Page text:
The year has started with a bang but does it indicate that we're in for a bumpy ride in 2019?
Investing for a turbulent 2019
For markets, 2019 certainly started with more of a bang than a whimper. On the 2nd of January, as many returned blurry-eyed to their real lives, Asian markets plummeted and European and US markets wobbled on news that China’s manufacturing sector had shrunk for the first time in 19 months.
In the week that followed, Apple, less than six months on from becoming the first trillion dollar company, was re-rated on news of faltering iPhone sales. It has since fallen 40% from that September high.
And, with Brexit on the horizon, an ongoing trade war between the US and China, and the beginnings of the US presidential race revving into life, it seems unlikely that markets will return in 2019 to the period in the sun in which they languished for much of the last decade.
So, what now for investors?
With cash being the best performing asset class in 2018, it is likely that many will head straight for ‘safe haven’ assets – and that makes sense, especially for the most cautious. However, it isn’t the only option. I outline some of the options below.
NB. if you are particularly concerned or unsure you should seek out independent financial advice, which will establish your specific needs and risk tolerance.
Many funds and investment trusts are run on the basis of long-term philosophies, which could take an entire cycle to play out. For those investors with longer investment horizons, it may make sense to stick with these managers and allow them the time to invest according to their philosophy and process.
Some of the best-known investment trusts are run for the long term, including Scottish Mortgage Investment Trust and F&C Investment Trust, the two largest mainstream trusts currently operating.
It is also worth considering how much variety is in your portfolio as equity returns begin to slow. Diversification is the core tenet of modern portfolio theory, which advocates that in a diverse portfolio of uncorrelated assets, risk in aggregate is reduced. We have seen a surge in institutional investors looking towards alternative asset classes for diversification as the current market cycle reaches its final stages.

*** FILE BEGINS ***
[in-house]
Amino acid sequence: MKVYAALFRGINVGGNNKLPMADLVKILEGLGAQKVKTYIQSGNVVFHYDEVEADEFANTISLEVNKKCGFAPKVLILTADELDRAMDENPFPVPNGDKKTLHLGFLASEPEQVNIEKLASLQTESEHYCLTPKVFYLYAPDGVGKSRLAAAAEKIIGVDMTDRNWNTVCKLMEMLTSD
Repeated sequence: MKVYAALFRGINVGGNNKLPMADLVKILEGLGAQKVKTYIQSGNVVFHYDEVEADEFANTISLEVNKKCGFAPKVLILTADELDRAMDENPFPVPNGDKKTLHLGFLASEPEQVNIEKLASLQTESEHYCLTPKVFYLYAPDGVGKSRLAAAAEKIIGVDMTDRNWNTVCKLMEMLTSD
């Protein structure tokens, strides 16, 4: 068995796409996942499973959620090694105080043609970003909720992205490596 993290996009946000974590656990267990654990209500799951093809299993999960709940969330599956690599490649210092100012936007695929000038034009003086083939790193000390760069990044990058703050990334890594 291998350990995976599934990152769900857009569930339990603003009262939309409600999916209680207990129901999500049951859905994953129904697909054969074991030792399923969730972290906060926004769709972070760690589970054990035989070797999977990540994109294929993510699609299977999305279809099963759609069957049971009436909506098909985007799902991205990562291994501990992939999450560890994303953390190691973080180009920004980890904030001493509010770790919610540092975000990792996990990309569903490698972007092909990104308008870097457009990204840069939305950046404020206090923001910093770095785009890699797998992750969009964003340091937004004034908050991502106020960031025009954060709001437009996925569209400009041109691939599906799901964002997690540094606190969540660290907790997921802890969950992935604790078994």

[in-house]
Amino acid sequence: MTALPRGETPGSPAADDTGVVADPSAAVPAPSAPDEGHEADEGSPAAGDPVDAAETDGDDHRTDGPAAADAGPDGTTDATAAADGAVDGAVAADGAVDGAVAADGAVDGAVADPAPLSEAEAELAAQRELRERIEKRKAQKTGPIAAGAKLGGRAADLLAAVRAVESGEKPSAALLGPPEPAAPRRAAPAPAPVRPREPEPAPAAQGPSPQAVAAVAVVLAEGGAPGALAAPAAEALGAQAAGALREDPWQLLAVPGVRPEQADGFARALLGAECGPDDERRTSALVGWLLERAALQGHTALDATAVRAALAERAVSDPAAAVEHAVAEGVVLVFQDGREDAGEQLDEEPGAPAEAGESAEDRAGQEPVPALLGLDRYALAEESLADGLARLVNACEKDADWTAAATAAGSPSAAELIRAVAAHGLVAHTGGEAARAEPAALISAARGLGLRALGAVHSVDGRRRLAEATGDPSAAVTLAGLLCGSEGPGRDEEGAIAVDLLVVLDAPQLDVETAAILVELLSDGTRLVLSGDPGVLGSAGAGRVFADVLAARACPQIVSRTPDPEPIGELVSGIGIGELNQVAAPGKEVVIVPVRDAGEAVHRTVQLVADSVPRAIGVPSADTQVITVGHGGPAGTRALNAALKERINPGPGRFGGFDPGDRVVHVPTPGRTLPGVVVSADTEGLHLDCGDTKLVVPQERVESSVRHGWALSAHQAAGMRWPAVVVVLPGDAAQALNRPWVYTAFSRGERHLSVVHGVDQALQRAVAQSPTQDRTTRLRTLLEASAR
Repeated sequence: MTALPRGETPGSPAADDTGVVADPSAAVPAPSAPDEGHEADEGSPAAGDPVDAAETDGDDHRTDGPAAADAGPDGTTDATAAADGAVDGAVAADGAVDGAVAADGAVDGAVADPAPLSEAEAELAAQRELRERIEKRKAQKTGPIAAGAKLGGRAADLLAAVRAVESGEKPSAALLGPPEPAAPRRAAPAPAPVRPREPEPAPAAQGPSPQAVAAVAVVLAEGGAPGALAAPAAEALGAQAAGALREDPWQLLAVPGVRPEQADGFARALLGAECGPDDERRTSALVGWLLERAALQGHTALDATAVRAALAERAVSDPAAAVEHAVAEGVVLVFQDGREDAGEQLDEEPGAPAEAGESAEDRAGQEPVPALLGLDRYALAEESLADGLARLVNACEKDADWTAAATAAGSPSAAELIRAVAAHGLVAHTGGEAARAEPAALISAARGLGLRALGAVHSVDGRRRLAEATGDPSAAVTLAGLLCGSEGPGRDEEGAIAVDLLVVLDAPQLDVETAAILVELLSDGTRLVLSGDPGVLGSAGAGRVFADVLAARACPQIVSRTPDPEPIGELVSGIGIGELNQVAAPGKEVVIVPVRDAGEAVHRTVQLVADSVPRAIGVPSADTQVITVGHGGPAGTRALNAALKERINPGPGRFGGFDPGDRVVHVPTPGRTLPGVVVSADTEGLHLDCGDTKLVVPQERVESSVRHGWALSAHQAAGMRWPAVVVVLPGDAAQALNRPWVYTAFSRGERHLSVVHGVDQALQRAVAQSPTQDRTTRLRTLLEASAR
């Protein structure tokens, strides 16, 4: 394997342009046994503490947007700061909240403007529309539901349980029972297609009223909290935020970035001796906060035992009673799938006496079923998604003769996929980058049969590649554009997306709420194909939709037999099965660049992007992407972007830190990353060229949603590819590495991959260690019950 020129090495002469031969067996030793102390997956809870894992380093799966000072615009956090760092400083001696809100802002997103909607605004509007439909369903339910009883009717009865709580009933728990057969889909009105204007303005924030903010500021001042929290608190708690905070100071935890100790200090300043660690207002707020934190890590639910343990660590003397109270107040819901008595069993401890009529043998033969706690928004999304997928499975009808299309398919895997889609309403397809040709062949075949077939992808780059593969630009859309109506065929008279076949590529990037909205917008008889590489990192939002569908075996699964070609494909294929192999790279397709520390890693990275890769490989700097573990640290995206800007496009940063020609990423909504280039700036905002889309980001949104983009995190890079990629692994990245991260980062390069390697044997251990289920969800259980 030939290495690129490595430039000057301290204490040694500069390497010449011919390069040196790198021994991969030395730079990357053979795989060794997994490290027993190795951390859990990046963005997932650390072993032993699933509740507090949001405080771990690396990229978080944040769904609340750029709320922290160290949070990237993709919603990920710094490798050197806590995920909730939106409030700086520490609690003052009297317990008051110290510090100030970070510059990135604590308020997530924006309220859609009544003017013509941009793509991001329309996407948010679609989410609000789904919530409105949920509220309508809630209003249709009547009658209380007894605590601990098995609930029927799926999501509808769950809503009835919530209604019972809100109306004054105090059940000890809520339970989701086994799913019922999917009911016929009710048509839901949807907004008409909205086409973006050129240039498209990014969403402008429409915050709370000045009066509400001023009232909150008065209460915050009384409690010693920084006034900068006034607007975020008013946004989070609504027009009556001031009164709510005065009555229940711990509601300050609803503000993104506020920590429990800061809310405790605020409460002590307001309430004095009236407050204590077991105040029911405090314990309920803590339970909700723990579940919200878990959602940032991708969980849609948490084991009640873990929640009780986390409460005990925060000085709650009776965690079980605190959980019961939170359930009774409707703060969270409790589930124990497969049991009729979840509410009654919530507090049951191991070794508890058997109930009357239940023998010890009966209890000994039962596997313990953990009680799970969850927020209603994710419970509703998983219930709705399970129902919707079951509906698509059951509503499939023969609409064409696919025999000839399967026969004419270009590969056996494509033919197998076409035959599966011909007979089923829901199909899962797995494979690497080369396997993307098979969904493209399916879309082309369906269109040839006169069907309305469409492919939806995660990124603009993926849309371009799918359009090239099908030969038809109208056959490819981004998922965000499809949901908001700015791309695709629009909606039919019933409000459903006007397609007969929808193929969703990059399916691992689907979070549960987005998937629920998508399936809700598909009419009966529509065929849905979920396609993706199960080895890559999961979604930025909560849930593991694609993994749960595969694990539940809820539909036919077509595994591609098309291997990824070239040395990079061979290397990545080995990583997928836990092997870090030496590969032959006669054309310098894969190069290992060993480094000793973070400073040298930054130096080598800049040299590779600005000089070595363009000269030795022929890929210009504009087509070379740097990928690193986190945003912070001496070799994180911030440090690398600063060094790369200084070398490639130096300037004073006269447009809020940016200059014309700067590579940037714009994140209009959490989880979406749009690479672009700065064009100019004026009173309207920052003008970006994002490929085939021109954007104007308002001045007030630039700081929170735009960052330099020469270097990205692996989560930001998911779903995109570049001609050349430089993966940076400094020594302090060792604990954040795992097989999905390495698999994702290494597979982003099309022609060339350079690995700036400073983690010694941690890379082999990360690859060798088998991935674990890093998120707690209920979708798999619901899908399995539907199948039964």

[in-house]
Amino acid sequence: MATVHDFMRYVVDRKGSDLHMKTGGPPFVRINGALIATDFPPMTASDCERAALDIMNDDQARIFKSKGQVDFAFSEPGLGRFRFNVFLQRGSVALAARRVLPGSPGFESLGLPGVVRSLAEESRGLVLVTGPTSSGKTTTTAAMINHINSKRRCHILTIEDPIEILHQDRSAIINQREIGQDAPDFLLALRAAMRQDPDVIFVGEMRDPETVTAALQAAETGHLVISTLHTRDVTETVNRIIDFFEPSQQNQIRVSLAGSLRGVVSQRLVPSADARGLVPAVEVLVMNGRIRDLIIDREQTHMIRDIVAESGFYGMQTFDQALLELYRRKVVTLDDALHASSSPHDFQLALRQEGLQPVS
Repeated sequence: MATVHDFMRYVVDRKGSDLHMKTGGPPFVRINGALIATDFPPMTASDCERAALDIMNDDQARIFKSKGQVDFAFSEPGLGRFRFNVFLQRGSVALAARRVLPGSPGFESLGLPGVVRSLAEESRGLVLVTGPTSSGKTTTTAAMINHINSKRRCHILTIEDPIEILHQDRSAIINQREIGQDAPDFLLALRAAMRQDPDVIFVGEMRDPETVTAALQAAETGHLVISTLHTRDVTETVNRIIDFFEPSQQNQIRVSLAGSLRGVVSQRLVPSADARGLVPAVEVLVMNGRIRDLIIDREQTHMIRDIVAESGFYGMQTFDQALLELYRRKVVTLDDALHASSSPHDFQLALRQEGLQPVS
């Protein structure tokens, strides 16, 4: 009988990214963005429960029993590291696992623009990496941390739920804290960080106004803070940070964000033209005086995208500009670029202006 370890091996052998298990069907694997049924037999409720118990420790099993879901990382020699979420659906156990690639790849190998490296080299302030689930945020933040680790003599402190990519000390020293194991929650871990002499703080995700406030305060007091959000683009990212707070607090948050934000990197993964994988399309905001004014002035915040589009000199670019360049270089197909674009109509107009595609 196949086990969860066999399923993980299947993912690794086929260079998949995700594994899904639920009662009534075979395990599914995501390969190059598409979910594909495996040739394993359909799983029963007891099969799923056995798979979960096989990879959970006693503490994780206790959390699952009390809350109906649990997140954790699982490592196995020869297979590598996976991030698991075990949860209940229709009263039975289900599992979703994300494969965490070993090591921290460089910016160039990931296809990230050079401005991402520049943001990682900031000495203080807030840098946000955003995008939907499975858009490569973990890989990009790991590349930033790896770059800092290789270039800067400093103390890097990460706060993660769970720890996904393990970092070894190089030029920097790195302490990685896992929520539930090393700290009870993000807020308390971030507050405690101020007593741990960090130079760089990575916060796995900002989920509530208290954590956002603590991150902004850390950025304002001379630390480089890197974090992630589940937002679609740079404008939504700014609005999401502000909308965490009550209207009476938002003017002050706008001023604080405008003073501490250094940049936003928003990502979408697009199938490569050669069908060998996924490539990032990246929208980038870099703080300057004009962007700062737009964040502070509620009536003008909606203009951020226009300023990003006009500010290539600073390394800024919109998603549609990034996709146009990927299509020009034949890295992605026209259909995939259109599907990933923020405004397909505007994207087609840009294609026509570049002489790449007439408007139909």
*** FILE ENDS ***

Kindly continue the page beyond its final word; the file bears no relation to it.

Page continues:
In the last decade, multi-asset macro funds soared in popularity among investors seeking this kind of alternative exposure. However, these, including Standard Life’s GARs products, have struggled recently and fallen behind their benchmarks and own targets.
Several investment trusts offer an alternative route to assets uncorrelated to equity markets, employing hedge fund-like strategies. These strategies include relative value trading strategies, derivative contracts and short positions. In the past, trusts that use these strategies, including BH Macro and BH Global, have seen negligible correlation to mainstream equity indices.
Property similarly offers returns that diversified from equities. While the temporary shuttering of several open-ended property funds in the wake of the Brexit vote showed the potential illiquidity in this sector, property investment trusts have no such concerns due to their fixed capital bases. There is also a lot of diversity within the sector – trusts like Ediston invest in commercial property, while trusts like Residential Secure Income invest in social housing.
Another alternative asset class investors could consider is listed private equity. As we wrote last year, the pace of companies going public has slowed significantly in recent years, leaving a much bigger opportunity in private companies. However, this sector is more closely tied to public equity markets than some of the others discussed here. Standard Life Private Equity, NB Private Equity Partners and ICG Enterprise Trust all offer different approaches to the asset class.
These views are those of the author alone and do not necessarily reflect the view of The Share Centre, its officers and employees